The review and remodelling process aims to achieve several things: to research new and vibrant models for teaching psychiatry; to encourage, recruit and reward vibrant teachers; to use staff and materials more efficiently; and to smooth the process by which students acquire the psychology and psychiatry knowledge they will need to be doctors.

Coordinating all teaching through one office helps eliminate duplication and gaps in teaching, ensures consistency in content and facilitates sharing of resources such as staff, materials, ideas, research, forums and simulations.

Students see the same tutors across the years, which provides them with a consistent reference person and fosters development of personal relationships, mentoring and modelling of professional development. Medicine of the Mind also involves psychiatry registrars in its teaching program to foster peer learning. 

 

Medicine of the Mind team

Director, Undergraduate Medical Education
Prof Rob Selzer

Deputy Director
Dr Revi Nair

Administration
Anne Crawford

Innovations

Medicine of the Mind has introduced a number of innovations and continues to identify opportunities to improve students’ learning experience.

Teaching

1. Clinical placement
In response to students’ feedback, the Year 4 clinical placement has been changed from a split 18-week semester alternating psychiatry and general practice to a continuous 9-week program that emphasises clinically based learning and teaching. Students are embedded in a team and expected to play an active role. All clinical staff and students are provided with clear guidelines about the students’ roles and responsibilities.

2. PEERLS
Instead of traditional case-study-based workshops, PEERLS (Professionalism, Ethics, Evidence-base, Roles, Legal, Systemic) has been developed to help students integrate clinical experiences with theory. PEERLS sessions are patient-based, but held away from the bedside. They are led by a clinician /expert, and involve the tutor sharing his/her knowledge and experience.

3. Resources
So far, Medicine of the Mind has produced a book for students that provides an introductory overview to psychiatry and also a video journal.

Technology

Medicine of the Mind seeks to make maximum use of technology to improve teaching and maximise opportunities for students.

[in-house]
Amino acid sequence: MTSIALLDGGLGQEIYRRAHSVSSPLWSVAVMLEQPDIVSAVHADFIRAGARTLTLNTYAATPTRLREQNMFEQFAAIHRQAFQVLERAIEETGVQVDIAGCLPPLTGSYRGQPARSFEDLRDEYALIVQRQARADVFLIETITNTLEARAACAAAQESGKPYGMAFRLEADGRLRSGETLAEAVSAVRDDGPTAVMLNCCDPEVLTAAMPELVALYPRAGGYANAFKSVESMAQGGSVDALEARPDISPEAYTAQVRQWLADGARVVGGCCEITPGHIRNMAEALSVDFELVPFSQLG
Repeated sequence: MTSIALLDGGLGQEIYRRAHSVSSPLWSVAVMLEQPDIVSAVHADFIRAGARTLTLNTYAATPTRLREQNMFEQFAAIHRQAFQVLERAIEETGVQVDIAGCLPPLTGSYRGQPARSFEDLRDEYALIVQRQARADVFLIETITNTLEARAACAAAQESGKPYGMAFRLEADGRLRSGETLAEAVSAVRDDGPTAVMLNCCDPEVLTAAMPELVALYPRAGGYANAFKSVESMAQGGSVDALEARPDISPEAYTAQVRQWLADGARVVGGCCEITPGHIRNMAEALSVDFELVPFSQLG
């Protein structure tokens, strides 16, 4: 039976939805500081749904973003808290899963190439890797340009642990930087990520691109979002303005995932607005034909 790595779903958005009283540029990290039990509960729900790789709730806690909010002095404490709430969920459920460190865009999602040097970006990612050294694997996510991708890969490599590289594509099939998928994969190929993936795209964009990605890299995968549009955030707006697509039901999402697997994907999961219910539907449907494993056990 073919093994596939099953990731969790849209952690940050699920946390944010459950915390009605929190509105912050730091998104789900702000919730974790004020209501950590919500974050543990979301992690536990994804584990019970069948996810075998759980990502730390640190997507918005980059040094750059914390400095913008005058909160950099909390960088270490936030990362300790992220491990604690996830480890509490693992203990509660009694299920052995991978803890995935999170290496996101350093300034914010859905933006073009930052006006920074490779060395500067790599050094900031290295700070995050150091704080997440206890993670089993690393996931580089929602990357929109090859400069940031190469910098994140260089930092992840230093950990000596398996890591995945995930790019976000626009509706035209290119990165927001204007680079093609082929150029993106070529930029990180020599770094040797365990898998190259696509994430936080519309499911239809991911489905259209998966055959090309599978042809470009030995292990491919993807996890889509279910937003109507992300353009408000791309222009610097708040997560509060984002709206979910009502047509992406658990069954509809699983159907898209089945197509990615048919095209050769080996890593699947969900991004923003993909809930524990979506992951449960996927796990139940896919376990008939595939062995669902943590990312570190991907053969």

1. Web-based video instructions for PEERLS tutors
These provide an easily accessible guide for PEERLS session tutors.

2. COAT – Computerised OSCE Assessment Tool
This system simplifies and speeds up the process of collecting and posting results of students’ practical OSCE (Observed Structured Clinical Evaluation) exams.

3. TICLE – Texting to Improve the Clinical Learning Experience
By making better use of text messaging, students can be advised of last-minute schedule changes, interesting clinical cases and events. This helps avoid delays, bottlenecks and missed learning opportunities.

4. Exam database
A database of past questions by topic, difficulty, etc facilitates the preparation of examinations.

 

Participate in a Research Study

MAPrc researchers regularly seek people who have experience with mental illness, as well as those who do not, for participation in research projects and treatment trials. 

See our Treatment Trials page for information about current projects requiring research. We are also always in need of healthy volunteers to act as 'control' participants. For more information see the MAPrc recruitment drive flyer below.

What is involved in participation will depend on what the research project is, but may include:

Any personal information provided and the record of participation are treated as private health information and kept confidential.

All MAPrc studies have been approved, and are governed by, the Alfred Hospital Ethics Committee.

If you would like to forward a general expression of interest in participating in any of our research projects, please contact our centre on:

Phone: +61 3 9076 6564

Fax: +61 3 9076 6588

E-mail: maprc@monash.edu

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MAPrc recruitment drive flyer.pdf292.06 KB